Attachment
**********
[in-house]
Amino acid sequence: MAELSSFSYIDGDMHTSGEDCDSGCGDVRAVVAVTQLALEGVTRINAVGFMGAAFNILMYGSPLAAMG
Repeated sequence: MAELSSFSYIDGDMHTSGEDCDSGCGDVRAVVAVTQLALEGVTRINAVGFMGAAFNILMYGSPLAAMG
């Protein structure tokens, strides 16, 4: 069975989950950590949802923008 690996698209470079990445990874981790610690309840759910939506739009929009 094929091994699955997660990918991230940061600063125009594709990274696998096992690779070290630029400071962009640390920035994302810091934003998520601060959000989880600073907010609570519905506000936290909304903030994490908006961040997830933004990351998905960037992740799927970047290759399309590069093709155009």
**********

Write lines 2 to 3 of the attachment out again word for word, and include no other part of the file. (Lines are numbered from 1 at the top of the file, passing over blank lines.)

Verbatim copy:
Amino acid sequence: MAELSSFSYIDGDMHTSGEDCDSGCGDVRAVVAVTQLALEGVTRINAVGFMGAAFNILMYGSPLAAMG
Repeated sequence: MAELSSFSYIDGDMHTSGEDCDSGCGDVRAVVAVTQLALEGVTRINAVGFMGAAFNILMYGSPLAAMG